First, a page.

Of course, it probably wouldn’t have mattered if I had known where I thought I was going, since the last year or so has been for me, like for our churches in general, a steep learning curve of learning how to ‘be church’ in completely unfamiliar territory. That learning is ongoing. But I have felt blessed in many, many ways: blessed that we have been forced into learning new ways of communicating that I believe we should have learned years ago; blessed by PCCs and congregations who have embraced willingly all the new things I have thrown at them; blessed above all by church communities who seem to share my vision for churches that work together, that are willing to learn, and are willing to seek out new ways of making the gospel ‘good news’ relevant to people everywhere today.

On a personal level, like virtually everyone else we have missed being able to see family, and missed too being able to see our friends from Youlgrave. But we have felt blessed by being in the middle of some of our favourite places, with walks that we have enjoyed since we were university students, actually in my parishes. Gardening has been both a challenge and a delight, since the vicarage garden is large, and does not appear to have had much gardening done in it for many years. Having spent a year ‘finding’ it, this year we are much more focused on planting, with plants for pollinators, a wildlife hedge and a pond being top priorities.

Looking forward, I am certainly hoping to be able to see family and friends again. But I have no wish to ‘return to normal.’ My prayer is for a kinder future, that puts the needs of the planet first, and gives us a fighting chance of avoiding the next pandemic.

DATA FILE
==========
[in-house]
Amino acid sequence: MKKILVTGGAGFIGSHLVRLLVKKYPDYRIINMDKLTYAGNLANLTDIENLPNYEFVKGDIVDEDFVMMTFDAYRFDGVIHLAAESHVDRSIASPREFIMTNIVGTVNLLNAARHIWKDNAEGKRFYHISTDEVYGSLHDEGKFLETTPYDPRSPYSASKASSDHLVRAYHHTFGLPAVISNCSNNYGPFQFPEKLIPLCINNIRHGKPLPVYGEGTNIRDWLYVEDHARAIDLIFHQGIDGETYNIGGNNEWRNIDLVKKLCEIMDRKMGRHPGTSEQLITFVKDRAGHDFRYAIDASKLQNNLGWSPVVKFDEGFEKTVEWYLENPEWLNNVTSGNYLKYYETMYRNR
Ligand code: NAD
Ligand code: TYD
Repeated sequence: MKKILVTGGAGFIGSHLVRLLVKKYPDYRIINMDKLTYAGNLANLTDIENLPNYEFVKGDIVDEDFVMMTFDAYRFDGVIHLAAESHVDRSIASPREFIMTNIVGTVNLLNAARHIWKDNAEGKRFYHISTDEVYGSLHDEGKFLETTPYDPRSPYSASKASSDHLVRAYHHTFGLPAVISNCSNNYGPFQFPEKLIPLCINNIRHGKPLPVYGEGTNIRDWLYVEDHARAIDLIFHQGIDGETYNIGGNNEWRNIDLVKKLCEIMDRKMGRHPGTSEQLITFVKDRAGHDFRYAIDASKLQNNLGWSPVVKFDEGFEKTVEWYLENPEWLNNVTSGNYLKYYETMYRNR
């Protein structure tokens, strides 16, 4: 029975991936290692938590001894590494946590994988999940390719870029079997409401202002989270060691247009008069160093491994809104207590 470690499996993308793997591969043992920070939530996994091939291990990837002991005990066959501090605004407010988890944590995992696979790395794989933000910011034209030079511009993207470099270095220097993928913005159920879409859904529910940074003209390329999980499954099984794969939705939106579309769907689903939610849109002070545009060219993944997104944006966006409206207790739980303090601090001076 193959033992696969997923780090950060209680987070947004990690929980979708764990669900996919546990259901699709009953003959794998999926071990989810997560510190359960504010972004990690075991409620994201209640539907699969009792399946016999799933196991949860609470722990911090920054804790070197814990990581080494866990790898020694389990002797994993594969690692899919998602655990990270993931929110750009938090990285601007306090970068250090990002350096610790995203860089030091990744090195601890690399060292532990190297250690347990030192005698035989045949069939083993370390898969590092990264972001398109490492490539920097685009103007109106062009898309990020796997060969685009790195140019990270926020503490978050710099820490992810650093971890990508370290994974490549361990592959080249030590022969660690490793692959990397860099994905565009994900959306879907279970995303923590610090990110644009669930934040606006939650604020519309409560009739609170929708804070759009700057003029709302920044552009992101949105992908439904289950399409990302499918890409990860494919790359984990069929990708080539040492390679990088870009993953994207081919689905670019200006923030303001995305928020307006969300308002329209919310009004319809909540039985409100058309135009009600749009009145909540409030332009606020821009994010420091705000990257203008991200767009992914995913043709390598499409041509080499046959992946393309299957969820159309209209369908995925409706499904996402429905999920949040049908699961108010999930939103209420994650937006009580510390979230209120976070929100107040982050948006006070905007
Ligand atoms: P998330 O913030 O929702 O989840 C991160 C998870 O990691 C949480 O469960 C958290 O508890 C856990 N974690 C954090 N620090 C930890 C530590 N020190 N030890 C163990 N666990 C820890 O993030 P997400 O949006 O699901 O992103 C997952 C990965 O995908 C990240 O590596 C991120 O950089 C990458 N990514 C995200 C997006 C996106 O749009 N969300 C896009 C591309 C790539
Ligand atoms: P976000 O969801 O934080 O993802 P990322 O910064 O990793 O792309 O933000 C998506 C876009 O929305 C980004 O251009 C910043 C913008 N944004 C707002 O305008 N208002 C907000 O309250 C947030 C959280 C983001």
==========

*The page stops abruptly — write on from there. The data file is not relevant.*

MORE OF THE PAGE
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March 2021 Six Nations Rugby

I could not call myself a fan of sport. In fact I hardly follow any sports at all, but I do enjoy watching the Six Nations Rugby. However for many of the matches I find myself wondering who to support. If England are playing, I usually want England to win. But I have had many wonderful holidays in Wales and Scotland, so I rather like them too. And our dog is originally from Ireland, so maybe I should support them sometimes? Added to this, I always want a team to win if they are playing well, whoever they are. But I generally feel sorry for a losing team and want them to play better, so they don’t lose. In my ideal rugby match, both teams would win. So, as you can see, it gets complicated!

Over the years, I have often reflected on why I enjoy watching the Six Nations. I am sure that at least part of it is that I hugely enjoy seeing the quality of the team work that good rugby teams always display. I’m certainly no expert, but it seems to me that you cannot be a good rugby player on your own. Even the very best players are heavily dependent on their fellow team members to enable them to play well. I’m pretty sure that a team where the members are not keenly aware of one another’s strengths and weaknesses, and where they are not working well together has very little chance of winning.

Maybe international rugby has something to teach our churches? In the New Testament letters we read of the apostle Paul urging the very first Christian Churches to build community, and I suspect that the communities he was urging them to build might have looked something like good rugby teams. Paul urged early Christians to put the same effort and focus into loving and serving one another that a top class athlete puts into their training. Paul and Jesus both taught that all our gifts and skills are to be used for the good of the whole community, the whole team if you like. I feel truly blessed to live in communities and churches with among the strongest sense of community I have experienced anywhere, but my prayer is still that we will keep up the training!

If you would like to sign up to receive the regular newsletters from our churches, please go to
or email me on [email protected] and I can sign you up.